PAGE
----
“It gives them a handle on what’s actually going on. They can already access a lot of this data through our other databases but some of our summaries are pretty complex and it’s not so easy to read. The Country Web Pages give them easy access to nicely formatted graphics that they can use for reports and scientific meetings,” he says.
But given the ease of access and the amount of useful information they contain, Dr Hare is surprised fishing nations do not make more use of the Country Web Pages.
“I think they’re under-used, considering the amount of work that goes into them and the value of the data,” he says.
“There have been cases where people have come to us and asked if we can give them information on fishing matters, and we’ll show them the access to their webpages. They’re pleasantly surprised at the amount of information that’s already there.”
He says people forget how good the pages are. This might be a consequence of staff turnover, and passwords that get lost as people move on.
“These Country Web Pages do provide a one-stop shopping experience for all the fishery data that’s been collected for individual countries,” he says. “They are a great help when countries are preparing what’s called a Part 1 report for the annual Western Central Pacific Fishery Commission meetings, because they summarise the catch and the bycatch of SSIs and the amount of fishing effort taking place in their zone”.
Steven says that countries have an obligation to provide these reports for the WCPFC meetings.
“They can get all that information directly from the Country Web Pages we provide if they choose to do so. The other option is for them to make their own summaries, obtain the data if they wish, but we’ve actually provided them with the tools to go right directly to the Country Web Pages and get everything that they need.”
He says he hopes countries will make more use of the Country Webpages. To encourage wider use, SPC have begun to include a training session on them in their stock assessment workshops.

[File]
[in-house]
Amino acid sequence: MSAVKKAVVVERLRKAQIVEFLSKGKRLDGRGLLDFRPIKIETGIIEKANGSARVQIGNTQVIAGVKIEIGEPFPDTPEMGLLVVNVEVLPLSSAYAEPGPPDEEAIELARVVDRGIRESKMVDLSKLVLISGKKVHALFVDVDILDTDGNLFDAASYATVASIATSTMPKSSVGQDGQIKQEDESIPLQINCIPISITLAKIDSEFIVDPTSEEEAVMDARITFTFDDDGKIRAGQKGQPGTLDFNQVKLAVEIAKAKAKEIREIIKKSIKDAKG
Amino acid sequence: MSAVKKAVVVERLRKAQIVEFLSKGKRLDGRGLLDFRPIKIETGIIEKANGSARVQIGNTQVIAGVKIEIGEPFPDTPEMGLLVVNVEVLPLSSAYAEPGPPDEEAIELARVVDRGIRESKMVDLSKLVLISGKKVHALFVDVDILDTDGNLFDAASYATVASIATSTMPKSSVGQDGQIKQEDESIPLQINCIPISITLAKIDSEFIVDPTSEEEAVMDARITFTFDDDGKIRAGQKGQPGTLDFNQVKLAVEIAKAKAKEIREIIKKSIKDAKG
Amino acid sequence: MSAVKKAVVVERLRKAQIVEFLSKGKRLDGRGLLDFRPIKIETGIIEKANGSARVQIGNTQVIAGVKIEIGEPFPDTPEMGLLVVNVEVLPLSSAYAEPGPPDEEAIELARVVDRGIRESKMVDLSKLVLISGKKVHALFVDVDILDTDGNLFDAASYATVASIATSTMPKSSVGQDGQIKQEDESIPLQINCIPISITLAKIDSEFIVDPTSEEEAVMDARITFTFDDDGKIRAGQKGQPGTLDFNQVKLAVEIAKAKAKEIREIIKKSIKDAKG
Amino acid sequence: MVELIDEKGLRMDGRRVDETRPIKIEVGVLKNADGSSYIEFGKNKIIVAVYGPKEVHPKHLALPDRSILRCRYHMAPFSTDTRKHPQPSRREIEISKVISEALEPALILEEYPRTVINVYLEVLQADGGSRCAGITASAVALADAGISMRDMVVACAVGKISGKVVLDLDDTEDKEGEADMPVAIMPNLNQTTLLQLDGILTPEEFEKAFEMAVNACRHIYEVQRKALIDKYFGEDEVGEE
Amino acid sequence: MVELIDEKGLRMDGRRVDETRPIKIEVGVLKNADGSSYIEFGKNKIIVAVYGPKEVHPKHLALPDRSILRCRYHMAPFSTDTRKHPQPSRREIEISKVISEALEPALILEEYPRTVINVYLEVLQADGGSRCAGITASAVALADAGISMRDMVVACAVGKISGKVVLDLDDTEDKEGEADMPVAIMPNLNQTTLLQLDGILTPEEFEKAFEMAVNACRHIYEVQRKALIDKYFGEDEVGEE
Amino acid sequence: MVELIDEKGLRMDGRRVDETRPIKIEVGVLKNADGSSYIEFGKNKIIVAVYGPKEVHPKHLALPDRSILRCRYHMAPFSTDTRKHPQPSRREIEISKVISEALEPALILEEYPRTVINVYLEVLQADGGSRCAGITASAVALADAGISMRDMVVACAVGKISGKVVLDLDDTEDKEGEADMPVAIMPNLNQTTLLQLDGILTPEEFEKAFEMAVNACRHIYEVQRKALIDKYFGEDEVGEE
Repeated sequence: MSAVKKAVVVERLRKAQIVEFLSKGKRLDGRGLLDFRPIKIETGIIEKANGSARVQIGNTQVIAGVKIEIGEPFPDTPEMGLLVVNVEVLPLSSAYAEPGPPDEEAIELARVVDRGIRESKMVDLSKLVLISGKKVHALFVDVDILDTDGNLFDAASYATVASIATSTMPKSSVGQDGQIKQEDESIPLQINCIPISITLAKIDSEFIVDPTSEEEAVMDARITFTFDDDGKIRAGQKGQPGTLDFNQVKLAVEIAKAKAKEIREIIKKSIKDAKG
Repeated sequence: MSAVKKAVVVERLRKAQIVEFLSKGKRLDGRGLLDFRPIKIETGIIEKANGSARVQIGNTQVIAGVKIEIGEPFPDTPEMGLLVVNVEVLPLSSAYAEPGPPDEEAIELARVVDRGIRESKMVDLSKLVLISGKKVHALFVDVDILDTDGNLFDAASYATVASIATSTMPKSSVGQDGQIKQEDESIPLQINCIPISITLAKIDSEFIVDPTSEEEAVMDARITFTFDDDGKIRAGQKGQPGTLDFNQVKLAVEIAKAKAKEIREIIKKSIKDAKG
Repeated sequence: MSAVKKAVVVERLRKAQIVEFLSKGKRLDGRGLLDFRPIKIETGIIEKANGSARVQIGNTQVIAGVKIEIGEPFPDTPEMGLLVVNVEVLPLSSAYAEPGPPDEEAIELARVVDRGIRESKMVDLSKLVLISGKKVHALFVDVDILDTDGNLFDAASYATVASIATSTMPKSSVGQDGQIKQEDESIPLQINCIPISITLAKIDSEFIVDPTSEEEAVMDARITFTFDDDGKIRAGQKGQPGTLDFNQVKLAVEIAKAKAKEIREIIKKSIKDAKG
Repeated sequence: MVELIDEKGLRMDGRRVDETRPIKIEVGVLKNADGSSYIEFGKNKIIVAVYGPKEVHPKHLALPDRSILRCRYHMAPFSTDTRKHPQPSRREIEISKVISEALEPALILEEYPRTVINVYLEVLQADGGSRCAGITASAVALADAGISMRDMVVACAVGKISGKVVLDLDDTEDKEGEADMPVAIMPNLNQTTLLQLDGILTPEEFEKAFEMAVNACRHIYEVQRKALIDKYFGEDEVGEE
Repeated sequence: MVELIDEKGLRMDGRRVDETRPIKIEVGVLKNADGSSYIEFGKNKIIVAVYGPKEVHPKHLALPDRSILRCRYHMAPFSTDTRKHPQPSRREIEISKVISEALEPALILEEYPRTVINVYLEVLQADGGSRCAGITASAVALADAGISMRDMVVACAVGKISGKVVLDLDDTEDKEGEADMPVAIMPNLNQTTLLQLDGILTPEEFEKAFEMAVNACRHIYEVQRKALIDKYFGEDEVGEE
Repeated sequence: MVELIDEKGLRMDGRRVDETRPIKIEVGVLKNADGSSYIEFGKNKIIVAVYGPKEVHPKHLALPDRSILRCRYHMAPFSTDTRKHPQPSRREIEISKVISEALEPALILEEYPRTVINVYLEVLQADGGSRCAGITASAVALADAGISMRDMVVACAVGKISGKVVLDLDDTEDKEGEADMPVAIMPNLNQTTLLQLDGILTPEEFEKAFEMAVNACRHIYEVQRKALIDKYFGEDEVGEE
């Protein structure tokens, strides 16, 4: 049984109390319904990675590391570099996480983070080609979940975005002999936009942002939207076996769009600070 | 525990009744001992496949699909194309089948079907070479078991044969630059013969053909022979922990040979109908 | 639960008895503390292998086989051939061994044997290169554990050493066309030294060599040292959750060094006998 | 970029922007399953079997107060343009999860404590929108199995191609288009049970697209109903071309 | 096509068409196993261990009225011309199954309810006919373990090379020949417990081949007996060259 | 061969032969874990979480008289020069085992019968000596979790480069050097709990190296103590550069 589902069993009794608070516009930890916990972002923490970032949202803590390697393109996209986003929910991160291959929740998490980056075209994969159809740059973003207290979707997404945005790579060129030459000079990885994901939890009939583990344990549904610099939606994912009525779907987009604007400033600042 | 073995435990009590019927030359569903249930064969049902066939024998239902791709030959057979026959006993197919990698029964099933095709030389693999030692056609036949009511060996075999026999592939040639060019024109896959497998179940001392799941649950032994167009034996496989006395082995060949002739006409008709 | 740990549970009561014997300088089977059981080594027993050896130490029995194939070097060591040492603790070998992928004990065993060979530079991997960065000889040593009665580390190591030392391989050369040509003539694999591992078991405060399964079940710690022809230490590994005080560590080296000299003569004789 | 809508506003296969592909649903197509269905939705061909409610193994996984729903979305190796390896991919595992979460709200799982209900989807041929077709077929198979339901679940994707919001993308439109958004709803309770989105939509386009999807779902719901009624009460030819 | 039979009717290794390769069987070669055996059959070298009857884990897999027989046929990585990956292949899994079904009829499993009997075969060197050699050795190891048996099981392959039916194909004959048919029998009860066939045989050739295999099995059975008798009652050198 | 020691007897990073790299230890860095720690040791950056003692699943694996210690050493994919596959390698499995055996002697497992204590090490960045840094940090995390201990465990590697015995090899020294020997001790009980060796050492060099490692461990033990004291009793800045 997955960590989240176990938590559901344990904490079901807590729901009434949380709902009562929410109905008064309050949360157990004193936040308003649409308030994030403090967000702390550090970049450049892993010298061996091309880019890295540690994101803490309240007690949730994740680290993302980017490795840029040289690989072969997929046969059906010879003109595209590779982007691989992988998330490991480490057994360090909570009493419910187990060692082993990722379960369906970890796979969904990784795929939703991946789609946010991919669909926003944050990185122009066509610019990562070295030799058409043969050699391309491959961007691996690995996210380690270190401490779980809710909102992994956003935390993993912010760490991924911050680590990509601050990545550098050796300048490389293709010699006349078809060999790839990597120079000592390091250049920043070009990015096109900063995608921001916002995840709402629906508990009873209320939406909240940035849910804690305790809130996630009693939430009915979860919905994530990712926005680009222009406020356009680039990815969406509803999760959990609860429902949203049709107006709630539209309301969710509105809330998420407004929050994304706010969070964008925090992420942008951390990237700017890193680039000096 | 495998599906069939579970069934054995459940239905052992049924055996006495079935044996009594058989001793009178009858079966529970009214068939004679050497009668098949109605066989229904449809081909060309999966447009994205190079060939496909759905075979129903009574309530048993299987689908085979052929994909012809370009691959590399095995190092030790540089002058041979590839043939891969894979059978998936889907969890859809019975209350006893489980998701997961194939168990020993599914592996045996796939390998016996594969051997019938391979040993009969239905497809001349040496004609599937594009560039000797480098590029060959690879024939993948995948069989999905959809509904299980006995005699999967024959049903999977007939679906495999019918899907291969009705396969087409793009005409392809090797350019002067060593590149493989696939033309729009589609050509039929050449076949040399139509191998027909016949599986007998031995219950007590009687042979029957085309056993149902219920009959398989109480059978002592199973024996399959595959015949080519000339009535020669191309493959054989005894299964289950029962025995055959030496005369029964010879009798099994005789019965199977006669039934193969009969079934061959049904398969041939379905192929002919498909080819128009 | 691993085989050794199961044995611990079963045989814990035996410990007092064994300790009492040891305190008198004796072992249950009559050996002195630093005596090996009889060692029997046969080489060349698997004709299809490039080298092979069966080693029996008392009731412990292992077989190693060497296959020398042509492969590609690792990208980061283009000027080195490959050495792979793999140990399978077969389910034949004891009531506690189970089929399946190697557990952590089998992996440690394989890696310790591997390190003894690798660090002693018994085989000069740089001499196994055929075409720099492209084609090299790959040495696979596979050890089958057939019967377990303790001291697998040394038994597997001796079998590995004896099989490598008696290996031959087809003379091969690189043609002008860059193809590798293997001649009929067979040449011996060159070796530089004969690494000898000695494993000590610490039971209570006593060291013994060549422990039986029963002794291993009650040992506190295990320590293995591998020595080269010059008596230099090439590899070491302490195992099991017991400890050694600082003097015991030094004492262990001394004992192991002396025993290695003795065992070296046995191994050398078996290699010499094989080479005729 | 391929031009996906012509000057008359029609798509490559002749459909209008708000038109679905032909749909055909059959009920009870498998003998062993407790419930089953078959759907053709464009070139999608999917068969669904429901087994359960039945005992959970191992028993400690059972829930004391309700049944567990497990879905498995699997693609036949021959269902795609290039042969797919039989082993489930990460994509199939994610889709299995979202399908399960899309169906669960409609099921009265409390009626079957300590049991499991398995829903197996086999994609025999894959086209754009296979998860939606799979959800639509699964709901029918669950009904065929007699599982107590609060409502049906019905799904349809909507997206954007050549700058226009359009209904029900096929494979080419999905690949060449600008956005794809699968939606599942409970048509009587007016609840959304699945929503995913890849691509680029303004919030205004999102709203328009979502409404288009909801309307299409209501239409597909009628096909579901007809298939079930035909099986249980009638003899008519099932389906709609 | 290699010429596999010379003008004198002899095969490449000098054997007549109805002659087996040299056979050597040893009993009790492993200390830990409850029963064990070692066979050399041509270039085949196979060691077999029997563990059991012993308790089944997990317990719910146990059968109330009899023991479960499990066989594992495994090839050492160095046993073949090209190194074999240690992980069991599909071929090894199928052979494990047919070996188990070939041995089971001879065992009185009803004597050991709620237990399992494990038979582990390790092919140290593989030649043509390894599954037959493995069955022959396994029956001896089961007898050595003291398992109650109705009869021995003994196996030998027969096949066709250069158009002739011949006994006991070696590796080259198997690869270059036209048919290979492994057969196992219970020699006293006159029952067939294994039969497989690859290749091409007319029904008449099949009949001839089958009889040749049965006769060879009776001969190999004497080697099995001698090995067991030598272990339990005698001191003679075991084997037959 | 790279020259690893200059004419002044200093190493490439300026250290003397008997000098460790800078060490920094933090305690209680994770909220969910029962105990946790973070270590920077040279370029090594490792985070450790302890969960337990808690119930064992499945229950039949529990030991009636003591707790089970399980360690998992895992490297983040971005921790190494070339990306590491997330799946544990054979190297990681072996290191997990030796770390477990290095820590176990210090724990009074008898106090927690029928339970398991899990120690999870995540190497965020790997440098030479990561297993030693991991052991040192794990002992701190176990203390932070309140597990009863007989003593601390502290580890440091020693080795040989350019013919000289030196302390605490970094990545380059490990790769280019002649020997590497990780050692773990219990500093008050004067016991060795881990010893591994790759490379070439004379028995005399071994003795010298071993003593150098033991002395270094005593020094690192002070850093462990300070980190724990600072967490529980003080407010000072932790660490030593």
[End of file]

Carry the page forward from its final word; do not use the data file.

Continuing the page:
The data available on the individual country pages varies from country to country and depends on what is available but might include up to 60 different categories. Below is a sample of 10 of these categories:
- Total catch of target species by gear
- Total catch of target species (all catch within EEZ and national catch outside EEZ)
- Total catch by target species (all catch within EEZ)
- Longline fishing effort (aggregated by decade) (within EEZ)
- Purse seine fishing effort (aggregated by decade) (within EEZ)
- Pole and line fishing effort (aggregated by decade) (within EEZ)
- Longline fishing effort – within EEZ by each flag, by year
- Longline fishing effort – total aggregated within EEZ, by year
- Purse seine fishing effort – within EEZ by each flag, by year
- Purse seine fishing effort – total aggregated within EEZ, by year
- Pole and line fishing effort – within EEZ by each flag, by year
Pacific Island Countries and Territories can use their passwords to access their country’s confidential data and reports at: http://www.spc.int/OFPMemberCountries
The contact person at SPC to obtain the country user name/password is
Emmanual Schneiter – firstname.lastname@example.org.